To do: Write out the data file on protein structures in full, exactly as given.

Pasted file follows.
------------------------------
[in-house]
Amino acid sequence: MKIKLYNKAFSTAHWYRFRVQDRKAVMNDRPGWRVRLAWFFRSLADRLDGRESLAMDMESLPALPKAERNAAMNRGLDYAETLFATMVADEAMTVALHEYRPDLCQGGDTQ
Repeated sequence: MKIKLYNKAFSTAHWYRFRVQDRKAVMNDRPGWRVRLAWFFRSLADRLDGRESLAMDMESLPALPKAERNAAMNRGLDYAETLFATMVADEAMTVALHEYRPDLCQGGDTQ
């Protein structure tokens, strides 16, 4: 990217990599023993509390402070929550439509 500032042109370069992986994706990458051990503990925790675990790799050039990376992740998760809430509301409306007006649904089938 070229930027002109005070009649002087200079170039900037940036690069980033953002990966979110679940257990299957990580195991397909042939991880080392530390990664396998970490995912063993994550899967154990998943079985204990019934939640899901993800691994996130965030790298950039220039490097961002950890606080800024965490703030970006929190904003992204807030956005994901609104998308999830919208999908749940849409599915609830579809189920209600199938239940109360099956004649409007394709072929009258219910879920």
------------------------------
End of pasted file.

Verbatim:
[in-house]
Amino acid sequence: MKIKLYNKAFSTAHWYRFRVQDRKAVMNDRPGWRVRLAWFFRSLADRLDGRESLAMDMESLPALPKAERNAAMNRGLDYAETLFATMVADEAMTVALHEYRPDLCQGGDTQ
Repeated sequence: MKIKLYNKAFSTAHWYRFRVQDRKAVMNDRPGWRVRLAWFFRSLADRLDGRESLAMDMESLPALPKAERNAAMNRGLDYAETLFATMVADEAMTVALHEYRPDLCQGGDTQ
């Protein structure tokens, strides 16, 4: 990217990599023993509390402070929550439509 500032042109370069992986994706990458051990503990925790675990790799050039990376992740998760809430509301409306007006649904089938 070229930027002109005070009649002087200079170039900037940036690069980033953002990966979110679940257990299957990580195991397909042939991880080392530390990664396998970490995912063993994550899967154990998943079985204990019934939640899901993800691994996130965030790298950039220039490097961002950890606080800024965490703030970006929190904003992204807030956005994901609104998308999830919208999908749940849409599915609830579809189920209600199938239940109360099956004649409007394709072929009258219910879920």